Need a fun math activity to introduce place value to your 2nd and 3rd grade students? Try Wonka bar caramel packaging! A memorable & engaging way to give kids hands-on experience with ones, tens, and hundreds!
As a teacher of 7-9 year olds, it’s no secret that if you can relate learning to food (especially candy), you will have the undivided attention of pretty much every student in your presence.
This math activityrelates candy to ones, tens, and hundreds and is perfect for the beginning of a place value unit or to use with a small group of students who are struggling with place value concepts.
1. Three different colors of construction paper (brown for the caramels, then you choose 2 more)
2. A volunteer with an hour to cut out a whole lot of brown one inch squares
3. Lots of glue sticks
4. A willingness to pretend you are Willy Wonka
5. A whistle
1. If you want to use the bars as math manipulatives later, it’s smart to cut the yellow strips yourself. Just make sure the strips are large enough to hold 10 individual caramel squares.
2. If you don’t have a parent volunteer, don’t worry about making the “caramel” squares perfect. Just cut long one-inch strips of brown paper and then hand cut stacks with scissors as your oompa loompas are working. They don’t need to be perfect!
3. Start with the largest pieces of construction paper available to you for the boxes. Then scale down for the bars and caramels. If you have 11×14 sheets of construction paper these work perfectly for boxes!
Wonka Packaging Directions:
Present the activity to the class. They are now oompa loompas working for you (Willy Wonka). Their job is to package as many caramels as they can. Caramels come in groups of 1 (single caramels), 10 (bars), and 100 (boxes). Oompa loompas work in cooperative groups of 3-4.
Introduce Willy’s rules for packaging:
1. Take only as many caramels as you can package
2. Package 1 caramel by writing “Wonka” on the front
3. When you have 10 caramels you must package them in a bar by gluing them neatly on yellow paper in a long strip.
4. When you have 10 bars you must package them in a box by gluing them neatly on red paper in a rectangle.
You can get as into the Willy Wonka mode as you’d like. Go all out! Tell students they’re Oompa Loompas, they’re working in your factory, they must call you Willy (our job is funny so often!), they must stop when they hear your whistle, they may sing Wonka songs as they create caramels, bars, and boxes, but they may not talk about any personal loompa business. Save it for recess!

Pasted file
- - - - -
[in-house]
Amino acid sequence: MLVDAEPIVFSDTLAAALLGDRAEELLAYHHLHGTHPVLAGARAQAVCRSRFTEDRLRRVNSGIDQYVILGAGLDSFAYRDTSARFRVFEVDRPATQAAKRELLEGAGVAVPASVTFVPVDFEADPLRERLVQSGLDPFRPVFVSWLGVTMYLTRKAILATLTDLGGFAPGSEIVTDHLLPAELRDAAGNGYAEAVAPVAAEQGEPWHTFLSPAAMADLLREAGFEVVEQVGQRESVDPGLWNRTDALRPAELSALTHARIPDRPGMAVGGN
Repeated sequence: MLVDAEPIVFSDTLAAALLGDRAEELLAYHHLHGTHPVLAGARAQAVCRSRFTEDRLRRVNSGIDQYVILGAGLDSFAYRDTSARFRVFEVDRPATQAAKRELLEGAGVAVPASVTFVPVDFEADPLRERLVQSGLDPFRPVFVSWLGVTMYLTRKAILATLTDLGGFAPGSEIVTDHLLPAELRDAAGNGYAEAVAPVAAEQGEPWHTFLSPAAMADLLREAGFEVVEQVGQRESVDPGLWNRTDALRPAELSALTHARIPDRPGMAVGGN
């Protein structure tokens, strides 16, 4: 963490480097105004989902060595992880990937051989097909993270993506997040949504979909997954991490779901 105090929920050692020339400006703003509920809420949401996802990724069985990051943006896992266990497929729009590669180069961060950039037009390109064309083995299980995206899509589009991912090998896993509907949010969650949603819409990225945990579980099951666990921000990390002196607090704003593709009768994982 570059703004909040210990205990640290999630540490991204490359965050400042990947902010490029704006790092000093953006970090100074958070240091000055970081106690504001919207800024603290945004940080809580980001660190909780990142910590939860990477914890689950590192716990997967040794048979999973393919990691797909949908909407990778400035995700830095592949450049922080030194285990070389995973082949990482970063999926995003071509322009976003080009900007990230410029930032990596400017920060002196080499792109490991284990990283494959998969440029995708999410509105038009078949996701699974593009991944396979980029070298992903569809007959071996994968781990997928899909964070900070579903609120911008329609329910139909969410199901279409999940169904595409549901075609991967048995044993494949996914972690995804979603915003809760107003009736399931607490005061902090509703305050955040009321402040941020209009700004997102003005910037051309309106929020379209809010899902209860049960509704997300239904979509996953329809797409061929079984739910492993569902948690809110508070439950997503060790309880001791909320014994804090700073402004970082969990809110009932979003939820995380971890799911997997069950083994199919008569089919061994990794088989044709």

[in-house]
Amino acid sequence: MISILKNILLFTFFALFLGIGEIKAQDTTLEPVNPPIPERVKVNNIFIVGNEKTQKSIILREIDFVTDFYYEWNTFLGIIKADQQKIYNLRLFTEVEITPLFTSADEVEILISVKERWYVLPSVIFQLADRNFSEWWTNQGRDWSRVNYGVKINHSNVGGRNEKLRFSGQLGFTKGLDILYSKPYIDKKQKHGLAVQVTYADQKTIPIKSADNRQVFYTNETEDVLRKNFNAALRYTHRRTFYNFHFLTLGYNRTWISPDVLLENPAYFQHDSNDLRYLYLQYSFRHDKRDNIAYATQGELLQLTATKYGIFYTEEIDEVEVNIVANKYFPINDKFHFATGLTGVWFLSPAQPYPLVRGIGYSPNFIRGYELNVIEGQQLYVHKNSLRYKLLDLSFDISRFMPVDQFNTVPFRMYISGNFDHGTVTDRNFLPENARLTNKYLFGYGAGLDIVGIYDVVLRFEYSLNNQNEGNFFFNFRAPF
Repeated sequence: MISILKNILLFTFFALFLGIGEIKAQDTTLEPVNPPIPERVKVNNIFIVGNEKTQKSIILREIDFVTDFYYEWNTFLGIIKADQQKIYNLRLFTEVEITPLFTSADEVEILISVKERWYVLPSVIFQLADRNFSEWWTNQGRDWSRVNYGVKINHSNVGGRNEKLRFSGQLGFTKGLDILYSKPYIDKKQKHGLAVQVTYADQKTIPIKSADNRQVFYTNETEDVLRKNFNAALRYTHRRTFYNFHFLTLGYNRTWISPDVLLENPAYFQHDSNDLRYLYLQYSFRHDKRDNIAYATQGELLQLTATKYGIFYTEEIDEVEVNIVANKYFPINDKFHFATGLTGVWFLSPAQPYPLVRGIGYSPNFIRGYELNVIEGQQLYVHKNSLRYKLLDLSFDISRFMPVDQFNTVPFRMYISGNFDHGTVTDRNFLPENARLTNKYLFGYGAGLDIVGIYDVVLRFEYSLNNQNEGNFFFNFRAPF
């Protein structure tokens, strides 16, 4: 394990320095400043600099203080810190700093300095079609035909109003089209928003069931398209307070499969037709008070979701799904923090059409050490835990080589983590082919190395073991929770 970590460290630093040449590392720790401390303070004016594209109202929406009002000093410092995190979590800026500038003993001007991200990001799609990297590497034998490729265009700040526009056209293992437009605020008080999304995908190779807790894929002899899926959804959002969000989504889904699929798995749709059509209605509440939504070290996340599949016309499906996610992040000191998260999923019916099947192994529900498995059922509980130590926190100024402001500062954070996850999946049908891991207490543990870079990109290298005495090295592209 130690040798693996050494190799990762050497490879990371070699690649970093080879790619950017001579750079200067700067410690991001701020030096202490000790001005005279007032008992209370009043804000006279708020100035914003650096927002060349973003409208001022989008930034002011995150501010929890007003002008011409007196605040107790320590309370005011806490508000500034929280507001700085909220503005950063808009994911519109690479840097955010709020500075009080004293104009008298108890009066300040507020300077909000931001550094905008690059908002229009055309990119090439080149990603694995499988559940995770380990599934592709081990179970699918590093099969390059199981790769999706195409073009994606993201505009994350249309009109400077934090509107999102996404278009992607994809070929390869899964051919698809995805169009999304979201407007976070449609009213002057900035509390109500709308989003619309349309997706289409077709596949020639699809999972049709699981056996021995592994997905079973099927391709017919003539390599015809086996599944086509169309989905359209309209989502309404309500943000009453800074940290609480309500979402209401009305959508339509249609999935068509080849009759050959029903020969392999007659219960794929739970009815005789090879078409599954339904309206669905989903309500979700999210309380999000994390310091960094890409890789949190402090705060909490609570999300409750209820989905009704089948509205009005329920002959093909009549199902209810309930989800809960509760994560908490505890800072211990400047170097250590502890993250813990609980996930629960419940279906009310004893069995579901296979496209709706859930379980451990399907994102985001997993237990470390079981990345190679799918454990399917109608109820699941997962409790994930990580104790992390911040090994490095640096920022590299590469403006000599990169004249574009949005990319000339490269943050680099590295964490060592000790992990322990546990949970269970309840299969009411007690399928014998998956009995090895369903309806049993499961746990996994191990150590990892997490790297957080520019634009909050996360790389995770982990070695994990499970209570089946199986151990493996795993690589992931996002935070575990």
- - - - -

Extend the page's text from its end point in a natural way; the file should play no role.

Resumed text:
Now off they go. If you want some extra pizzazz, download some Wonka music or a Youtube video. Go old school or Danny Elfman. It’s up to you!
Here are the finished products:
Caramel = 1
Bar = 10
Box = 100
1 box, 2 bars, 1 caramel = 121 total caramels
After caramel packaging time have students make different numbers with the Wonka bars. (2 bars 3 caramels = 23 total caramels, etc.).
Then have them compare and contrast Wonka Bars and Base-10 Blocks.
Keep these to use as math manipulatives for addition and subtraction too!
Relate adding to repackaging new bars or boxes. When introducing subtraction, show students that borrowing/regrouping is like breaking down or cutting up the bars, and boxes. This is a simple, yet powerful way to help students who need a hands-on example of why addition and subtraction algorithms work!
If you want to try this activity out with your kiddos, you can get a FREE editable copy of the oompa loompa instructions I use with my students, just click on the button below and an email with an automatic download link will be sent to your inbox.
Hi Katie! This looks like such a fun activity! I LOVE the idea! Thanks for sharing.
Have a great week!
What a cute idea!!! We just found you and are now following. We would love it if you stopped by sometime!
We did this activity today in my first grade & the kids LOVED it !!! Thank you so much for the idea & I just posted about on my blog tonight. I credited you with the genius idea, of course! 🙂
I'm so glad you liked it! I saw all the cute pictures on your blog of the activity. I love how you modified it for first graders! Gotta love Youtube too!